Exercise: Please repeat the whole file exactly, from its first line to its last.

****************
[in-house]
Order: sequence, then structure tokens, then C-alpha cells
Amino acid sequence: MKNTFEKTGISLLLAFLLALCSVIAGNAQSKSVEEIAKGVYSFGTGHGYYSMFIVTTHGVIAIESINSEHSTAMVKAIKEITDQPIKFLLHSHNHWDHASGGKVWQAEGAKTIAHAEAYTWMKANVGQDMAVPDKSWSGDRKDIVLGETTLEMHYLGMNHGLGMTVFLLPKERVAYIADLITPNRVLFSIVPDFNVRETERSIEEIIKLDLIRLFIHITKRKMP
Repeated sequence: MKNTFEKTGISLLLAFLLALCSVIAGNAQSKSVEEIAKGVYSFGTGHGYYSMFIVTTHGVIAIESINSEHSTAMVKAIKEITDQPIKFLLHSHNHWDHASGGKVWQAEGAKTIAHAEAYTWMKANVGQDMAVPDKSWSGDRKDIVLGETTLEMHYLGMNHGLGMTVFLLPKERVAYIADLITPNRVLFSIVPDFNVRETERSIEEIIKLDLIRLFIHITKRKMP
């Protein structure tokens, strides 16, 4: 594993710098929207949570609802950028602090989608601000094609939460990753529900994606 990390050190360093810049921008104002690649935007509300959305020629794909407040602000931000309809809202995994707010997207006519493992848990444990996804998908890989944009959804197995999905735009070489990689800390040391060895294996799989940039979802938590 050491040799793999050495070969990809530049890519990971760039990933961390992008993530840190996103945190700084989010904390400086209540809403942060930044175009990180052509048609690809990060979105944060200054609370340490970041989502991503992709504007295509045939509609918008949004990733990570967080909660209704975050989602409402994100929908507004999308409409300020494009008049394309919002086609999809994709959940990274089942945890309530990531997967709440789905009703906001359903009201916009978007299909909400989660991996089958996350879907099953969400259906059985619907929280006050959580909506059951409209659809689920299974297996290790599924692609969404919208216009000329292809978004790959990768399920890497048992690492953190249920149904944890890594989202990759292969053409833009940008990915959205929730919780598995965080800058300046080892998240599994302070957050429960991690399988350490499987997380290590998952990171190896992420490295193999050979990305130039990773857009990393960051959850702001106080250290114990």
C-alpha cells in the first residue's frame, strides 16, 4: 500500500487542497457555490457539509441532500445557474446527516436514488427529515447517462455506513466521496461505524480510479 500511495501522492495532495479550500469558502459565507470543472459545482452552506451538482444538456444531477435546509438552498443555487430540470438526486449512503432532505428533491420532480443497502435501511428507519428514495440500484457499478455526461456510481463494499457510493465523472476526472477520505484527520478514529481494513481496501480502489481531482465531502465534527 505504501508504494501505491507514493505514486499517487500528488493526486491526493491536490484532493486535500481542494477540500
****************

[in-house]
Order: sequence, then structure tokens, then C-alpha cells
Amino acid sequence: MKNTFEKTGISLLLAFLLALCSVIAGNAQSKSVEEIAKGVYSFGTGHGYYSMFIVTTHGVIAIESINSEHSTAMVKAIKEITDQPIKFLLHSHNHWDHASGGKVWQAEGAKTIAHAEAYTWMKANVGQDMAVPDKSWSGDRKDIVLGETTLEMHYLGMNHGLGMTVFLLPKERVAYIADLITPNRVLFSIVPDFNVRETERSIEEIIKLDLIRLFIHITKRKMP
Repeated sequence: MKNTFEKTGISLLLAFLLALCSVIAGNAQSKSVEEIAKGVYSFGTGHGYYSMFIVTTHGVIAIESINSEHSTAMVKAIKEITDQPIKFLLHSHNHWDHASGGKVWQAEGAKTIAHAEAYTWMKANVGQDMAVPDKSWSGDRKDIVLGETTLEMHYLGMNHGLGMTVFLLPKERVAYIADLITPNRVLFSIVPDFNVRETERSIEEIIKLDLIRLFIHITKRKMP
């Protein structure tokens, strides 16, 4: 594993710098929207949570609802950028602090989608601000094609939460990753529900994606 990390050190360093810049921008104002690649935007509300959305020629794909407040602000931000309809809202995994707010997207006519493992848990444990996804998908890989944009959804197995999905735009070489990689800390040391060895294996799989940039979802938590 050491040799793999050495070969990809530049890519990971760039990933961390992008993530840190996103945190700084989010904390400086209540809403942060930044175009990180052509048609690809990060979105944060200054609370340490970041989502991503992709504007295509045939509609918008949004990733990570967080909660209704975050989602409402994100929908507004999308409409300020494009008049394309919002086609999809994709959940990274089942945890309530990531997967709440789905009703906001359903009201916009978007299909909400989660991996089958996350879907099953969400259906059985619907929280006050959580909506059951409209659809689920299974297996290790599924692609969404919208216009000329292809978004790959990768399920890497048992690492953190249920149904944890890594989202990759292969053409833009940008990915959205929730919780598995965080800058300046080892998240599994302070957050429960991690399988350490499987997380290590998952990171190896992420490295193999050979990305130039990773857009990393960051959850702001106080250290114990």
C-alpha cells in the first residue's frame, strides 16, 4: 500500500487542497457555490457539509441532500445557474446527516436514488427529515447517462455506513466521496461505524480510479 500511495501522492495532495479550500469558502459565507470543472459545482452552506451538482444538456444531477435546509438552498443555487430540470438526486449512503432532505428533491420532480443497502435501511428507519428514495440500484457499478455526461456510481463494499457510493465523472476526472477520505484527520478514529481494513481496501480502489481531482465531502465534527 505504501508504494501505491507514493505514486499517487500528488493526486491526493491536490484532493486535500481542494477540500